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On this day in 1861, the first battle of Bull Run took place just North of Manassas, Virginia
An event every year that begins at 12:00 am on day 21 of July, repeating indefinitely
On this day in 1861, the first major battle of the Civil War, the First Battle of Bull Run, took place just north of Manassas, Virginia. Though the Civil War had officially begun months earlier at Fort Sumter, Bull Run set the tone for the war, illuminating the reality of just how long and bloody it could be.
Prior to the battle, many civilians expected the battle to be a short, fairly painless Union victory – in fact, spectators, journalists, and politicians from Washington D.C. came to watch the battle. They were very, very wrong.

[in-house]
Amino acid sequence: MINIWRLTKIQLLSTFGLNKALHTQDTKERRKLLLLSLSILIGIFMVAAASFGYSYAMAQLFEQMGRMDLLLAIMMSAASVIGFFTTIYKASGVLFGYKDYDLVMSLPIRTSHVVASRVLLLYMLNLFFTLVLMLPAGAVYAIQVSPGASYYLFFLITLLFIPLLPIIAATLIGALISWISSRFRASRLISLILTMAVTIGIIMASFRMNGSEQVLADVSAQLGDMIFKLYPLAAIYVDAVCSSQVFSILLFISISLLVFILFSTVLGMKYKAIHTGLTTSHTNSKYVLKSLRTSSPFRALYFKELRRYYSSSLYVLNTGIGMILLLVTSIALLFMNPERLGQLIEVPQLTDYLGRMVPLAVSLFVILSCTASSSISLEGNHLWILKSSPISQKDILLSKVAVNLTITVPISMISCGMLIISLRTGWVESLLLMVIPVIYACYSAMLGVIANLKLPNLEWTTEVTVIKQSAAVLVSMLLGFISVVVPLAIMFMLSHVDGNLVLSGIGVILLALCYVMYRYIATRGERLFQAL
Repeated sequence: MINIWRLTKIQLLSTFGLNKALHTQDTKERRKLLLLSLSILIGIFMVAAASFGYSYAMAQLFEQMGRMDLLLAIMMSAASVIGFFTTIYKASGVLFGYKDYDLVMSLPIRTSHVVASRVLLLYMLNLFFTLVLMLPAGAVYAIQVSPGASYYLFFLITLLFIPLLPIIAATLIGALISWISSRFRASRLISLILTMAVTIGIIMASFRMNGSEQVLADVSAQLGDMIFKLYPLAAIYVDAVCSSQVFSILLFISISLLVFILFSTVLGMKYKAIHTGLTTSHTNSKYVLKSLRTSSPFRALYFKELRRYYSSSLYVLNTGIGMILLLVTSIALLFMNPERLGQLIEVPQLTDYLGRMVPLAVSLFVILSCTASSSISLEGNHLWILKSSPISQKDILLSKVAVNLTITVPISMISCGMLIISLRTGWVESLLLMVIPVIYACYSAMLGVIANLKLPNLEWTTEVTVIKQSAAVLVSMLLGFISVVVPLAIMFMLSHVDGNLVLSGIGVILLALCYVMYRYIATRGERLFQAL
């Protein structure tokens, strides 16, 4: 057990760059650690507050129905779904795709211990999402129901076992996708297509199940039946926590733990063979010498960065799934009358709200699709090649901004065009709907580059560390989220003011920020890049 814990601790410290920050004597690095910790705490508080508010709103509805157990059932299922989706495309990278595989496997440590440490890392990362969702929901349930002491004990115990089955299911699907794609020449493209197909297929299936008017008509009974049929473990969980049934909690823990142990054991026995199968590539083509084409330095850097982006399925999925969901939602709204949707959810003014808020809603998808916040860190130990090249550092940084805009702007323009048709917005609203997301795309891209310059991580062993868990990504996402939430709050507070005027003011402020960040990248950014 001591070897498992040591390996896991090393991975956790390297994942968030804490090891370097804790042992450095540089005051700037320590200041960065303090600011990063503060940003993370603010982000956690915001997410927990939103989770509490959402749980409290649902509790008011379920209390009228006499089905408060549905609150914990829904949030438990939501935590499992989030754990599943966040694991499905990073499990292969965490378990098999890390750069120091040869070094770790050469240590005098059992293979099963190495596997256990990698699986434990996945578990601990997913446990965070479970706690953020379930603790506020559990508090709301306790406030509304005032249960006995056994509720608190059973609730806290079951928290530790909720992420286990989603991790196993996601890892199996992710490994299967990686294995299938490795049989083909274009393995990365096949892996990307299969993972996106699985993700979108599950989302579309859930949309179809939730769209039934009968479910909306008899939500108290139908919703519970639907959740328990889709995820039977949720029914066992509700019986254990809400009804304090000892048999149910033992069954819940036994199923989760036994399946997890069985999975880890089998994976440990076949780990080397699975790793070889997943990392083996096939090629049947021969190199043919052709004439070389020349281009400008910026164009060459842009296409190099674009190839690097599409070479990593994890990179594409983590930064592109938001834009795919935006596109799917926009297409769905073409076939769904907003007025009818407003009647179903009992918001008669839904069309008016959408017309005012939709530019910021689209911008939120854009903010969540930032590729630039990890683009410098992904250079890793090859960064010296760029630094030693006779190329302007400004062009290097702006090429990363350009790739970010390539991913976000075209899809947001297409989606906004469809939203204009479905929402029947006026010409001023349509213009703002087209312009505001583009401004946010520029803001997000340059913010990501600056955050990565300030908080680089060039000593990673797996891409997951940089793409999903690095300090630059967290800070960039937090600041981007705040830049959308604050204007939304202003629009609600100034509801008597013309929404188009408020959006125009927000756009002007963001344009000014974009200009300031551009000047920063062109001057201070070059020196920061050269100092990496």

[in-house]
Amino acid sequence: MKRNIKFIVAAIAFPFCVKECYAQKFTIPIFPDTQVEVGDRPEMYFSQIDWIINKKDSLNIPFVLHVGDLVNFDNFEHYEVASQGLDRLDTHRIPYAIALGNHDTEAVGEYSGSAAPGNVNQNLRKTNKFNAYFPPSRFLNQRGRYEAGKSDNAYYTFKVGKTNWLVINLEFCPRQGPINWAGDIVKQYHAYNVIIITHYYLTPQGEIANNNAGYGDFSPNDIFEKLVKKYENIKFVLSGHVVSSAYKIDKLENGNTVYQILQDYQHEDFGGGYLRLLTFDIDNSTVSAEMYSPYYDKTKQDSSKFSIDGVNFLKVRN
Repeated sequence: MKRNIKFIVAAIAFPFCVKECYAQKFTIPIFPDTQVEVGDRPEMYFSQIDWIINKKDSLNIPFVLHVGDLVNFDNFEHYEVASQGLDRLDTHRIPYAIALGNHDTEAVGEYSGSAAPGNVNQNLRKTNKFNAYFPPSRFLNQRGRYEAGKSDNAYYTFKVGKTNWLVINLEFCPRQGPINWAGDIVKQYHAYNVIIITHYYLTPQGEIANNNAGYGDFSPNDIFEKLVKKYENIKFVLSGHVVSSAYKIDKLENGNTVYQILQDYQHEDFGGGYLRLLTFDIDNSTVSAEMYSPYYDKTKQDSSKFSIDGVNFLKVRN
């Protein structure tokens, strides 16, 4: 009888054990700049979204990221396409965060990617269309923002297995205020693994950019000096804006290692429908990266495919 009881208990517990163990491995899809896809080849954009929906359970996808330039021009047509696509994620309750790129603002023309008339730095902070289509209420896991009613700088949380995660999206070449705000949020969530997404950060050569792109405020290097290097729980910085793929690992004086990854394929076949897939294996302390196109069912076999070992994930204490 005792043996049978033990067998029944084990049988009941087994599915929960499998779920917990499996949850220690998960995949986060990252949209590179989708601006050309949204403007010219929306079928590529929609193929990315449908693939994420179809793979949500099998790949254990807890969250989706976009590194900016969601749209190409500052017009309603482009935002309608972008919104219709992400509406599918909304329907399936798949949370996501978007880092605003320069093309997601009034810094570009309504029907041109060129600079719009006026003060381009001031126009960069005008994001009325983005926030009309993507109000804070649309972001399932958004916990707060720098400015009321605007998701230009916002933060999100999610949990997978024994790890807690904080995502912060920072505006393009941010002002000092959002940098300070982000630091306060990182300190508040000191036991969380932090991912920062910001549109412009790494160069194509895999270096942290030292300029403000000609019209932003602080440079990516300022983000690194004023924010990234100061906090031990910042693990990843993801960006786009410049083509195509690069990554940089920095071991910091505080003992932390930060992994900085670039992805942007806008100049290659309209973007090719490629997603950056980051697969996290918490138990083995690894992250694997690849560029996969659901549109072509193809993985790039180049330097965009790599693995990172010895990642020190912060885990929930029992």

The spectators were surprised and horrified by the battle, forced to flee a brutal skirmish that left nearly 5,000 dead or wounded and ended in a Confederate victory.
Did you know? Notable Confederate general “Stonewall” Thomas Jackson earned his nickname at the First Battle of Bull Run. General Barnard Bee reportedly called out “Look, men! There is Jackson standing like a stone wall!”
The First Battle of Bull Run is alternatively called the First Battle of Manassas. Each side named it differently – the North referring to the Bull Run river and the South to the nearby city of Manassas.
Capture of Ricketts’ Battery, Sidney E. King, 1964